I’ve probably written this before on this very website, but whenever someone asks me what my favourite video game is, my default answer is Half-Life 2. So any game that tries to capture Half-Life 2’s excellent mix of exploration, action, puzzle-solving, and emptiness has my attention. And if that game succeeds and also includes its own gravity gun, well, I’m over the moon about it. Lucky for me and other Half-Life fans, the newly released indie shooter Adaca is one of those games.
Released last week, Adaca is a first-person shooter that is a self-described throwback to the late 1990s and early 2000s. This was the era of the “linear-but-not-stuck-in-hallways shooter.” Stuff like Half-Life 2, Halo, and Far Cry. The kind of shooters where you, yes, only have one path through each level and playspace, but the areas are larger than Doom’s hallways, are interesting to explore, and are often filled with environmental puzzles. And while Adaca is pulling from a lot of these shooters, it’s most similar of all to Half-Life 2, and not by accident.
Within the first 20 minutes of Adaca, you’re given a gravity gun-like arm and forced to fight space cops who emit a loud blast of static and electronic screeching when killed. And like Gordon Freeman, the main star of Valve’s Half-Life series, your main character never speaks on their long, unbroken journey from point A to point B. If you’ve played Half-Life 2 or its subsequent episodes, all of this should sound pretty familiar. But if ain’t broke…
The single developer who made Adaca clearly understands what made Half-Life 2 and its contemporaries work. For example, an early section involves a train, a desolate bridge, and not much else but the sound of a distant crow. While limited, the level works, mainly because having to time when to move forward and when to squeeze to the side to let the train fly by is made more intense by all the space cops shooting at you. Of course, just like in Half-Life 2, you can also grab a big box and use it to block some of the bullets. Or fling it at the bastard shooting at you, knocking him off the bridge entirely.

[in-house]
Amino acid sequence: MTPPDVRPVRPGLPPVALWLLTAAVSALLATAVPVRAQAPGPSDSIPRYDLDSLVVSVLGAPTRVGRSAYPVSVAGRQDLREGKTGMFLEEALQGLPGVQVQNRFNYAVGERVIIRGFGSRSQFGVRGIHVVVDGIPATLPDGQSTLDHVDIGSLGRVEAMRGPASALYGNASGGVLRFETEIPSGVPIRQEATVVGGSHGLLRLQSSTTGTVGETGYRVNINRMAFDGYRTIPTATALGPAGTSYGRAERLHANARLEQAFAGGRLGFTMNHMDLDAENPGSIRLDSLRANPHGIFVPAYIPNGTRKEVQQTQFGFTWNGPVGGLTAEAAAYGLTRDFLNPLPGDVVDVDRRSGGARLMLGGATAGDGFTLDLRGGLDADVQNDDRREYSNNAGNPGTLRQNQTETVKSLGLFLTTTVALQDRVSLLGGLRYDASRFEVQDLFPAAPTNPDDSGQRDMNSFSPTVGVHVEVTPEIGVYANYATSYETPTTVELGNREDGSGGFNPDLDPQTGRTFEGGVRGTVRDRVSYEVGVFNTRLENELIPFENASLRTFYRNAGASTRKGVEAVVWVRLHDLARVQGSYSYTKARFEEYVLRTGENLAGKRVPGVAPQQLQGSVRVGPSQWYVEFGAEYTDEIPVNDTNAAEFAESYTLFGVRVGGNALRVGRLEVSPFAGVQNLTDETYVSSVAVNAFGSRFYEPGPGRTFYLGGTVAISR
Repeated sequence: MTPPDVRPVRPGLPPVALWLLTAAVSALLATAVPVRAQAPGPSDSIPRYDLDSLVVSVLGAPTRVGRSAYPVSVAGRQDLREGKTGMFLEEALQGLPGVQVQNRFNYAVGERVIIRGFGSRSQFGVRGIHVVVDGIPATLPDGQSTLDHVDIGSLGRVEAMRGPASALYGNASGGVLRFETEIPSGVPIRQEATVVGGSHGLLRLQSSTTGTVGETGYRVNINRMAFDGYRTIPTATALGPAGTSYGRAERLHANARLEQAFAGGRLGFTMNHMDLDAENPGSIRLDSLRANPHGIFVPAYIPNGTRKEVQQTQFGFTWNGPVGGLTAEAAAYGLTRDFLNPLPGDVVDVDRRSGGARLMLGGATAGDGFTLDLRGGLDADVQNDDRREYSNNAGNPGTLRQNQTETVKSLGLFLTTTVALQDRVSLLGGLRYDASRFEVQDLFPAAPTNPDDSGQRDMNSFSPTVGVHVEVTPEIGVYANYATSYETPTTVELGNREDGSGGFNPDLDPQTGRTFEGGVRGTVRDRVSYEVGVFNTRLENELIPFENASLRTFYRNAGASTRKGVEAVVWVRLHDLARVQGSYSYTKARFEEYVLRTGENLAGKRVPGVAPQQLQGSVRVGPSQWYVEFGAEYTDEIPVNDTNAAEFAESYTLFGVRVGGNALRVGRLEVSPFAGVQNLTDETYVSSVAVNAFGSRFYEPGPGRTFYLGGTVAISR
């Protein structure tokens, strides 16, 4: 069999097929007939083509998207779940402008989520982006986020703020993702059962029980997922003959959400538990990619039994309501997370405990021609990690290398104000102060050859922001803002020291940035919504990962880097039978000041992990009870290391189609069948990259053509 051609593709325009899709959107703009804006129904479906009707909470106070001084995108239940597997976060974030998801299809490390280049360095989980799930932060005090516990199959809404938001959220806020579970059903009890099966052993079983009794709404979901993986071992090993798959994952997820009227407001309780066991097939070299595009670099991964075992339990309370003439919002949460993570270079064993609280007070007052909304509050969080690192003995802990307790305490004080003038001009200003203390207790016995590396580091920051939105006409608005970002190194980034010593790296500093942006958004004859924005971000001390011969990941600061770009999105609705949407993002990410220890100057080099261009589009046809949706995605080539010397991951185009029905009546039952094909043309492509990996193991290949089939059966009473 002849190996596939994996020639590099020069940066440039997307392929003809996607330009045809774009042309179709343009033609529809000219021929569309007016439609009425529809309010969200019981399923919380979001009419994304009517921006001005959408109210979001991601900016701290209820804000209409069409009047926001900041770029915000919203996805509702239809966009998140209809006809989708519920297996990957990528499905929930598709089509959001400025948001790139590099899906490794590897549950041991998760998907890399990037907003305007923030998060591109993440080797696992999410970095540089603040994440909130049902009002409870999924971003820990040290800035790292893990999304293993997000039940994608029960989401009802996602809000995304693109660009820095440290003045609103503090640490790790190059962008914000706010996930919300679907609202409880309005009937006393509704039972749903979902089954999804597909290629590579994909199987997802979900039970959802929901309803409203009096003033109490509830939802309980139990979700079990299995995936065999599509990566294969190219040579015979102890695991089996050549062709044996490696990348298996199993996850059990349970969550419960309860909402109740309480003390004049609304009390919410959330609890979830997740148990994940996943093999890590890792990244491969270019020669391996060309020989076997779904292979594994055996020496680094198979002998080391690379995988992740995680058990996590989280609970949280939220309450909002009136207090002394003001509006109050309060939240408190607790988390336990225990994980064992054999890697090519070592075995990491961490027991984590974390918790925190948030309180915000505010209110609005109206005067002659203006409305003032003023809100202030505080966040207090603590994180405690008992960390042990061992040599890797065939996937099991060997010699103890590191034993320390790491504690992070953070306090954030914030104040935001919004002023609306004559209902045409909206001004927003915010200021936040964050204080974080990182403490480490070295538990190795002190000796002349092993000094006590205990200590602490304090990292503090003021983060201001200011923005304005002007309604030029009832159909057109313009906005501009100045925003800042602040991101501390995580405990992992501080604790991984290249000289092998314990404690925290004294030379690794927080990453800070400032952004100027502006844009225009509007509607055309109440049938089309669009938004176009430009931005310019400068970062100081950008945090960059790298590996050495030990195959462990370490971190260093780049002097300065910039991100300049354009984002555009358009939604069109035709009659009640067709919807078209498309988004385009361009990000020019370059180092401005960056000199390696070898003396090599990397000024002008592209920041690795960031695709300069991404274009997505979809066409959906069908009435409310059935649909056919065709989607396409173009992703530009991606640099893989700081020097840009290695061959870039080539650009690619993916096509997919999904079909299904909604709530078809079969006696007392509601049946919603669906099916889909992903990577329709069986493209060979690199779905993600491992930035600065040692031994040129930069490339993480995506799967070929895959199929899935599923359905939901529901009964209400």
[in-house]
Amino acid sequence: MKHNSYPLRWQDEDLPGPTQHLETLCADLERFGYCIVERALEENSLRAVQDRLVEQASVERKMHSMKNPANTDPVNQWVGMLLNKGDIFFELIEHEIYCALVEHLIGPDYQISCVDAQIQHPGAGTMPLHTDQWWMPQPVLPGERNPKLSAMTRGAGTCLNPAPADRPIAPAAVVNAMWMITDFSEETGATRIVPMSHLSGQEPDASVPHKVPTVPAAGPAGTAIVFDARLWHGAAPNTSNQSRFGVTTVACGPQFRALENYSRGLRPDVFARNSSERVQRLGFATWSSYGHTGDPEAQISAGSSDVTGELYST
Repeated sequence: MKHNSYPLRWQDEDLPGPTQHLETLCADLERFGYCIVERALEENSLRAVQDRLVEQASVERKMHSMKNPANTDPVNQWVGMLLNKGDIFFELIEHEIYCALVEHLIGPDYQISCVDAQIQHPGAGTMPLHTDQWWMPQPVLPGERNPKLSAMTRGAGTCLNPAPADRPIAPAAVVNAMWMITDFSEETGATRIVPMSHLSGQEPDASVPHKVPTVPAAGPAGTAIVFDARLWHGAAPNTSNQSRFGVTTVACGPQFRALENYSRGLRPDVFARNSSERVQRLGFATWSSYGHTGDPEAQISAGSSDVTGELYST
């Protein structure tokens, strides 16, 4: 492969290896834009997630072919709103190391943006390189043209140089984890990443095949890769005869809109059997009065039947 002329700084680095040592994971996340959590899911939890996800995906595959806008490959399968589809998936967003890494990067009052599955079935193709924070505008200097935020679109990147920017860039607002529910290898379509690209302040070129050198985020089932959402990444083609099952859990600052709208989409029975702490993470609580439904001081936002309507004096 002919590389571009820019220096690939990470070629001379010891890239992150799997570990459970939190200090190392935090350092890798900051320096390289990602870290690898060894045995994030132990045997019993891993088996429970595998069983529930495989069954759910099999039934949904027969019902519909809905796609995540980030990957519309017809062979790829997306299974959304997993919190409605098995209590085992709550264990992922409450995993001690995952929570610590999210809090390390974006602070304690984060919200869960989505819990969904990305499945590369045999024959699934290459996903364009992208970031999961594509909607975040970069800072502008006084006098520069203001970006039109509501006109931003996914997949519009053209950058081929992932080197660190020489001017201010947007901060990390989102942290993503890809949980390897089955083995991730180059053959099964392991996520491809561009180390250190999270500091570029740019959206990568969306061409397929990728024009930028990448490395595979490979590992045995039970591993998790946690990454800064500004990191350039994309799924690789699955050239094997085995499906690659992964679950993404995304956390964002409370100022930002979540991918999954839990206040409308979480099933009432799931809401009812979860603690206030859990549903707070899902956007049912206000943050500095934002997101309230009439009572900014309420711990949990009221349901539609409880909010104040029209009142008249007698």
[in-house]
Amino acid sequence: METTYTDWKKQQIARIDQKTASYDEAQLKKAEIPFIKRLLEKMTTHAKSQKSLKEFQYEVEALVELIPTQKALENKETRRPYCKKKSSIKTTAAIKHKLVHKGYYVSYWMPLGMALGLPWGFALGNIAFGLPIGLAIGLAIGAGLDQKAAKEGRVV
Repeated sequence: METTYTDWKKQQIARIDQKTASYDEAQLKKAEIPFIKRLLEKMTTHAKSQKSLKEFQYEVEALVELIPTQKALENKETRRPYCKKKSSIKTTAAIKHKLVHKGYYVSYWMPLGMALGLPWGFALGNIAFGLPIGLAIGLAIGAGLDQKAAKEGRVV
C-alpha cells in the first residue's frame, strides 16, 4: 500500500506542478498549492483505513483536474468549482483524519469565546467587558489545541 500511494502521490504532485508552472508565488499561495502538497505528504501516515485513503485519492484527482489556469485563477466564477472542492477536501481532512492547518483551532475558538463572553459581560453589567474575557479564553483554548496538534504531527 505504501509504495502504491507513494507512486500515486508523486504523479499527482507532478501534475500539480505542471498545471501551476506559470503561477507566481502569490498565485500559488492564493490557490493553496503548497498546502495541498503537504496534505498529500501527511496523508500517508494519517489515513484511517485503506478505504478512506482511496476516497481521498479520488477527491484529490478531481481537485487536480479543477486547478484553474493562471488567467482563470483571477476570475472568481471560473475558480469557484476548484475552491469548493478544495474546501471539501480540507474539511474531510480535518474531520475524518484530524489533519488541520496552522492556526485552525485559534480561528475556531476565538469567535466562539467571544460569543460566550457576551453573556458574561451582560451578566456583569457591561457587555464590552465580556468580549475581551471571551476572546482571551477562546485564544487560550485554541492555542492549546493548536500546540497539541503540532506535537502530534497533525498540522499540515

Another level features limited ammo and loads of small objects you can fling at zombie-like enemies. Or you can use bigger ones to create obstacles to slow them down while you figure out how to escape. You always have options in Adaca.
What makes this indie shooter stand out is how it routinely nails the flow and pacing of a Half-Life game, even if some parts feel less polished than Valve’s classic shooter. This is most noticeable in some small areas, like stairways, where you’ll clip through walls or stairs. Other times I ran into performance issues or empty rooms that felt unfinished. And characters aren’t voiced; instead, they do the Banjo-Kazooie “chirping” thing. None of this made it harder to enjoy Adaca, it just reminded me of the scale of the game and its limited resources. It was also a reminder of how much of a passion project this game appears to be.
When Adaca is working and nailing that Half-Life 2-feel, it’s one of my favourite games I’ve played this year. Anyone who loved Half-Life 2 or Alyx or any of the episodes should at the very least check out the game’s free demo.
I’ve not even mentioned that this game also contains a full, alternate open-world campaign. So once you get tired of reliving the past, you get a whole other mode that plays more like a modern, large-scale shooter, like recent Far Cry games. What a value!